• Spotlight on Naloxone Co-Prescribing

    This is a guest post by Adm. Brett Giroir, Jessica White, Teresa Manocchio, Sean Klein, Zeid El-Kilani. Adm. Brett Giroir is the 16th Assistant Secretary for Health (@HHS_ASH) at the U.S. Department of Health and Human Services; Jessica White, Teresa Manocchio, Sean Klein, and Zeid El-Kilani work for the Assistant Secretary for Planning and Evaluation (@HHS_ASPE) at the U.S. Department of Health and Human Services. 

    As we recognize International Overdose Awareness Day, HHS is calling attention to the co-prescription of naloxone, the Food and Drug Administration (FDA)-approved medication that can save a person’s life when administered during an opioid overdose. Naloxone is available in three formulations – nasal spray, injectable, and auto-injector – and at least one form of naloxone is covered by most health insurance plans, including Medicaid and Medicare.

    Since July 2016, prescriptions for naloxone in the U.S. have increased 773%. Expanding the availability and distribution of overdose-reversing drugs is one of the five pillars of HHS’s comprehensive, science-based strategy for combatting the opioid overdose epidemic. These efforts include co-prescribing naloxone in conjunction with an opioid prescription, or prescribing naloxone to at-risk individuals.

    As of July 2020, the FDA announced it is requiring changes to the prescribing information for opioids and medications to treat opioid use disorder (OUD). These changes include recommending that as a routine part of prescribing these medications, health care professionals should discuss the availability of naloxone with patients and caregivers, both when beginning and renewing treatment. Additionally, they should consider prescribing naloxone based on a patient’s risk factors for overdose. Previously, in December 2018, HHS released guidance for health care providers and patients detailing how naloxone should be prescribed to all patients at risk for opioid complications, including overdose. Naloxone co-prescribing is also recommended in the 2016 CDC Guideline for Prescribing Opioids for Chronic Pain.

    Over the past several years, a growing number of states have implemented laws and regulations requiring health care providers to co-prescribe naloxone with opioid prescriptions to patients considered at risk of an overdose. As HHS regularly tracks the number of naloxone prescriptions dispensed in the US within mail order and retail pharmacies, we are greatly encouraged by continued increases in naloxone prescriptions, particularly within states that have recently implemented naloxone co-prescribing legislation.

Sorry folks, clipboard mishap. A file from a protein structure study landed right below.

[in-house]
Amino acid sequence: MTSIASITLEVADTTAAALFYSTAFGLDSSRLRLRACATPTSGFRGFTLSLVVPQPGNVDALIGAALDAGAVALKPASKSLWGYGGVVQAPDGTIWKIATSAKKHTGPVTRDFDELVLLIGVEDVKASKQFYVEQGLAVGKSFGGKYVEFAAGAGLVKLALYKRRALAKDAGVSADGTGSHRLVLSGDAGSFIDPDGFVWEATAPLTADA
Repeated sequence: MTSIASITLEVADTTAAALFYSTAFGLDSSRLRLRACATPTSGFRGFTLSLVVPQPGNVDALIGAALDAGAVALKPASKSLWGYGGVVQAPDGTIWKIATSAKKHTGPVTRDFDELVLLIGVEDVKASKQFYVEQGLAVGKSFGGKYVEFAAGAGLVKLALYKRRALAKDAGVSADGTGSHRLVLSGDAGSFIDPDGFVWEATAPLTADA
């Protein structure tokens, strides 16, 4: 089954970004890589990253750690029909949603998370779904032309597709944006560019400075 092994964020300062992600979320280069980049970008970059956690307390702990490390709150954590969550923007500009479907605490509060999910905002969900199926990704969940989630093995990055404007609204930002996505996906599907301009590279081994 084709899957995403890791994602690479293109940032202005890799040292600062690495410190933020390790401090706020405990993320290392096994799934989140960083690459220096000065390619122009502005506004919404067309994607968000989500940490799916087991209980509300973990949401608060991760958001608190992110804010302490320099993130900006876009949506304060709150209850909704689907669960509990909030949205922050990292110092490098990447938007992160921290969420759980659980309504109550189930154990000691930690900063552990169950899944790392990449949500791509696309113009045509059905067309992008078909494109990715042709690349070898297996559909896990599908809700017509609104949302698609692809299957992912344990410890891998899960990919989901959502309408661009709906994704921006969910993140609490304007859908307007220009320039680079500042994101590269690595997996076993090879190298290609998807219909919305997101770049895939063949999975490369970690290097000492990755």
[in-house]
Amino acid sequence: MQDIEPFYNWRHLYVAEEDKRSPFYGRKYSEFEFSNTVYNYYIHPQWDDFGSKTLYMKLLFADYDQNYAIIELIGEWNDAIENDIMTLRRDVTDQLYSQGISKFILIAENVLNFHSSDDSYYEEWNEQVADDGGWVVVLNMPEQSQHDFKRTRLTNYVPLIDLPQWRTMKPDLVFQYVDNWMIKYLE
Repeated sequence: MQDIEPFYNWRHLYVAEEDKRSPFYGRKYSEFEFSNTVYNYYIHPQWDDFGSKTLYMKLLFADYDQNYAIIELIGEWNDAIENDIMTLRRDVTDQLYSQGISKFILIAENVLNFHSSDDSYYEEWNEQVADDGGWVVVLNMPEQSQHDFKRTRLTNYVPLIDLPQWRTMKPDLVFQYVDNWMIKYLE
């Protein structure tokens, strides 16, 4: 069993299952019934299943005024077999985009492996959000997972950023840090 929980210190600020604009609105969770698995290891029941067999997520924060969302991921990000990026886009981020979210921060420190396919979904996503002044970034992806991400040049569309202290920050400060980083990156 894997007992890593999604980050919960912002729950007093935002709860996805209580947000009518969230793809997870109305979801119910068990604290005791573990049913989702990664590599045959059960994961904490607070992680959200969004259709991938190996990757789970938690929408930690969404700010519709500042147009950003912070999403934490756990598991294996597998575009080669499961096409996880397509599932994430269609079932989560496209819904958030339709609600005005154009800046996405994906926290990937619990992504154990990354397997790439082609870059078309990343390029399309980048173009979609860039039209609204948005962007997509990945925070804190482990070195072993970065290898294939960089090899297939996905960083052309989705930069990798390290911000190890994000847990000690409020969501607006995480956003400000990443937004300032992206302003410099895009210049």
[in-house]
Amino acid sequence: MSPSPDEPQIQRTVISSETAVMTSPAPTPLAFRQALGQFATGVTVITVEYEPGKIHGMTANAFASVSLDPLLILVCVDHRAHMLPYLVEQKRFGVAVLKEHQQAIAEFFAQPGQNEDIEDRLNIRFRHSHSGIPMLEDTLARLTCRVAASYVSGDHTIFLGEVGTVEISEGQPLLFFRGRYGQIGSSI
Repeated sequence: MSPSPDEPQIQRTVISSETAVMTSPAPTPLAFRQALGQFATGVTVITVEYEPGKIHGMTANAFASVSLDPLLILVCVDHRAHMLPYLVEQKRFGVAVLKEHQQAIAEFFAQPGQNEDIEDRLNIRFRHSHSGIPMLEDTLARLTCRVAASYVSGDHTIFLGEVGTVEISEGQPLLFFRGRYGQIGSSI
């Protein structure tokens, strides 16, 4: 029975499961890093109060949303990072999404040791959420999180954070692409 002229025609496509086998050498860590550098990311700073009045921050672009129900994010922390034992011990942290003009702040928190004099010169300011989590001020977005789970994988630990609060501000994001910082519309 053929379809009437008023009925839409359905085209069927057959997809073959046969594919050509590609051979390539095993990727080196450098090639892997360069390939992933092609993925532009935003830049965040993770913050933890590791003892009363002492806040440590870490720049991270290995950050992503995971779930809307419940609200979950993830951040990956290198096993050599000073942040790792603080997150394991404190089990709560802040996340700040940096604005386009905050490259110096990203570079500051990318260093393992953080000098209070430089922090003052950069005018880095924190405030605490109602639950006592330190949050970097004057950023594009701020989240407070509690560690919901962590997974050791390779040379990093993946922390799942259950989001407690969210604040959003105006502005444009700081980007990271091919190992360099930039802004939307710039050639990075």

For example, a California law effective January 1, 2019, requires that prescribers offer a prescription for naloxone when certain conditions are met, including high daily doses of opioids, concurrent opioid and benzodiazepine prescriptions, and increased risk of an opioid overdose (e.g. a patient with a history of OUD or previous overdose). Prior to the effective date of the law, naloxone prescriptions averaged approximately 1,800 monthly. In the first month following the effective date of the law, naloxone prescriptions jumped 282% (Figure 1) and have averaged approximately 13,800 monthly since.

    Recent mail order and retail pharmacy data from New Jersey reflect similar trends. An administrative order issued on May 21, 2020 directs practitioners to prescribe naloxone for any individual receiving high daily doses of opioids or concurrent opioid and benzodiazepine prescriptions. Even during a pandemic, naloxone co-prescribing laws lead to increased naloxone prescriptions. Data from June 2020 show an increase in naloxone prescriptions in New Jersey of 1,058% over May (Figure 2).

    Although the number of naloxone prescriptions is not necessarily representative of naloxone use or decreasing opioid overdose deaths, naloxone continues to play an important role as one pillar of our comprehensive strategy to address the opioid crisis.

     

     
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